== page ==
The assumption behind the bill and Johnson's speech (that more and better educational services for the poor would move them out of poverty) would be soon challenged by the Coleman Report (1966), which argued that school improvements (higher quality of teachers and curricula, facilities, or even compensatory education) had only a modest impact on students' achievement.
In any case, the Elementary and Secondary School Act is an example of political strategy. After Kennedy's assassination, Johnson decided to respond to civil rights pressures and religious conflicts over education by linking educational legislation to his 'War on Poverty'. In a 1964 memo, Keppel outlined three options. The first was to provide general aid to public schools, but he argued that this could generate a negative reaction from Catholic schools. The second was to provide general aid to both public and private schools, but this, besides the constitutional obstacles, would create a negative reaction from the National Education Association (NEA) and large sectors of the Democratic Party who objected to federal aid to religious schools. The third option, the one that eventually was followed, was to withdraw the idea of general aid and emphasize the educational aid to poor children, because this could endorse the support of most groups.
According to Joel Spring, the Elementary and Secondary School Act had at least three major consequences for future legislative action. First, it signalled the switch from general federal aid to education towards categorical aid, and the tying of federal aid to national policy concerns such as poverty, defense or economic growth. Second, it addressed the religious conflict by linking federal aid to educational programs directly benefiting poor children in parochial schools, and not the institutions in which they enrolled. Third, the reliance on state departments of education to administer federal funds (promoted to avoid criticisms of federal control) resulted in an expansion of state bureaucracies and larger involvement of state governments in educational decision-making.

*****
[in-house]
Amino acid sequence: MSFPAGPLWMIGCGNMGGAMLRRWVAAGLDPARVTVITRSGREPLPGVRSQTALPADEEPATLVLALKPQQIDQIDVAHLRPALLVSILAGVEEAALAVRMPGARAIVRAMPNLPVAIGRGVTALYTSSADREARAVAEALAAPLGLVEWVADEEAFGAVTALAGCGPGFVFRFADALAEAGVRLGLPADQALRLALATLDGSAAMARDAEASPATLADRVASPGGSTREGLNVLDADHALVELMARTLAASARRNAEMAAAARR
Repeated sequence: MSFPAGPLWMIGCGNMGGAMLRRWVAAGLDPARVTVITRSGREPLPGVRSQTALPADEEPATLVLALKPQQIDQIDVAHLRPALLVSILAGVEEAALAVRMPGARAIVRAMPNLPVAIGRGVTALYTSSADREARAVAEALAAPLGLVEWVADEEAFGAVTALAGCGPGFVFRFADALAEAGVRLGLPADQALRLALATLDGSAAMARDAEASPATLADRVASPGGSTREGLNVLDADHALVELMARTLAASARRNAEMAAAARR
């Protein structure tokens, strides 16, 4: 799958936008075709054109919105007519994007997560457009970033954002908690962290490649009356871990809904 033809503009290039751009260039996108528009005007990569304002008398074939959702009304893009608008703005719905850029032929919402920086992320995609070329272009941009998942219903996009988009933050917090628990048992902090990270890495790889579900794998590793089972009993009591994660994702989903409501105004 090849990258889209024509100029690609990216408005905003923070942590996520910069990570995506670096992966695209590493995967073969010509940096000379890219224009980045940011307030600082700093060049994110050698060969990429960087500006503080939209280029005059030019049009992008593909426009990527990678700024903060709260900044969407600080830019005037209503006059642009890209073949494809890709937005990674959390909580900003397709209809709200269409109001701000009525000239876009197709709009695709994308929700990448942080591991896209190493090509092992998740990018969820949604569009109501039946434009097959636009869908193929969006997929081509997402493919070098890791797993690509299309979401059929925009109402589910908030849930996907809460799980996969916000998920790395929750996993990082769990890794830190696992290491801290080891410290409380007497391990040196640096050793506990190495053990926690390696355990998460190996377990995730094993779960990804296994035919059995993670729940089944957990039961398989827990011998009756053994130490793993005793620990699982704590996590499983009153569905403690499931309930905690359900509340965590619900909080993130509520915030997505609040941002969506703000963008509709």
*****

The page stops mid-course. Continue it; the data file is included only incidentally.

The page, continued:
The Elementary and Secondary School Act of 1965 was amended in 1968 with Title VII, resulting in the Bilingual Education Act, which offered federal aid to local schools districts to assist them to address the needs of children with limited English-speaking ability.
The Elementary and Secondary School Act. Public Law 89-10 (April 11, 1965).
Johnson, Lyndon B. (1966). Public Papers of the Presidents of the United States, 1965 (Book 1). Washington, DC: US Government Printing Office, pp. 407-408.
Lazerson, Marvin (ed.) (1987). American education in the twentieth century: A documentary history. New York: Teachers College Press.
Spring, Joel (1993). Conflicts of Interests: The Politics of American Education. New York: Longman.
Graham, Hugh (1984). The Uncertain Triumph: Federal Education Policy in the Kennedy and Johnson Years. Chapel Hill: University of North Carolina Press.
Daniel Schugurensky, 2001.